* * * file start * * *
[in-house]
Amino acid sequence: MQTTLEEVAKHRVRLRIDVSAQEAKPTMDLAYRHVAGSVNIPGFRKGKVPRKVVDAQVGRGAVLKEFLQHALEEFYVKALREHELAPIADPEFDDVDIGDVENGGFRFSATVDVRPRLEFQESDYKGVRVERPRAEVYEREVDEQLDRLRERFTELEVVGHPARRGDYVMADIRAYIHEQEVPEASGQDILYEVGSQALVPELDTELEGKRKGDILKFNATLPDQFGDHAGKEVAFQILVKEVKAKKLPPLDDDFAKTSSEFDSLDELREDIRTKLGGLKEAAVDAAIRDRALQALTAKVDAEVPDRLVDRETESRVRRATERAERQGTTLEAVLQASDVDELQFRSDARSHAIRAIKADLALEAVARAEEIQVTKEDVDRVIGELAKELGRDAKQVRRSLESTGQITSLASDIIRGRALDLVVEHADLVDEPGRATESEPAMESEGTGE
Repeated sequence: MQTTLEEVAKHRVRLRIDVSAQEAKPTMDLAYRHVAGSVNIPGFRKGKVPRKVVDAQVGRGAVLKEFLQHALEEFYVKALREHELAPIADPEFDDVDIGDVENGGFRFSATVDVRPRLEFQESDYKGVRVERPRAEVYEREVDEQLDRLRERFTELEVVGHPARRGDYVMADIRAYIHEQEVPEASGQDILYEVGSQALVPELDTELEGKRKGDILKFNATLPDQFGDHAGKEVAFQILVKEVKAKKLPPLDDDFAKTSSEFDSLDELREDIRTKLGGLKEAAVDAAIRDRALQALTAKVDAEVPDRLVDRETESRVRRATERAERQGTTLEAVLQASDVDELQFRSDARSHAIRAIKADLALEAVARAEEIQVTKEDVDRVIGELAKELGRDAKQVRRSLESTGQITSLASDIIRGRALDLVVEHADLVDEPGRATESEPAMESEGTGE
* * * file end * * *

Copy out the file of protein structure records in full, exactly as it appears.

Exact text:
[in-house]
Amino acid sequence: MQTTLEEVAKHRVRLRIDVSAQEAKPTMDLAYRHVAGSVNIPGFRKGKVPRKVVDAQVGRGAVLKEFLQHALEEFYVKALREHELAPIADPEFDDVDIGDVENGGFRFSATVDVRPRLEFQESDYKGVRVERPRAEVYEREVDEQLDRLRERFTELEVVGHPARRGDYVMADIRAYIHEQEVPEASGQDILYEVGSQALVPELDTELEGKRKGDILKFNATLPDQFGDHAGKEVAFQILVKEVKAKKLPPLDDDFAKTSSEFDSLDELREDIRTKLGGLKEAAVDAAIRDRALQALTAKVDAEVPDRLVDRETESRVRRATERAERQGTTLEAVLQASDVDELQFRSDARSHAIRAIKADLALEAVARAEEIQVTKEDVDRVIGELAKELGRDAKQVRRSLESTGQITSLASDIIRGRALDLVVEHADLVDEPGRATESEPAMESEGTGE
Repeated sequence: MQTTLEEVAKHRVRLRIDVSAQEAKPTMDLAYRHVAGSVNIPGFRKGKVPRKVVDAQVGRGAVLKEFLQHALEEFYVKALREHELAPIADPEFDDVDIGDVENGGFRFSATVDVRPRLEFQESDYKGVRVERPRAEVYEREVDEQLDRLRERFTELEVVGHPARRGDYVMADIRAYIHEQEVPEASGQDILYEVGSQALVPELDTELEGKRKGDILKFNATLPDQFGDHAGKEVAFQILVKEVKAKKLPPLDDDFAKTSSEFDSLDELREDIRTKLGGLKEAAVDAAIRDRALQALTAKVDAEVPDRLVDRETESRVRRATERAERQGTTLEAVLQASDVDELQFRSDARSHAIRAIKADLALEAVARAEEIQVTKEDVDRVIGELAKELGRDAKQVRRSLESTGQITSLASDIIRGRALDLVVEHADLVDEPGRATESEPAMESEGTGE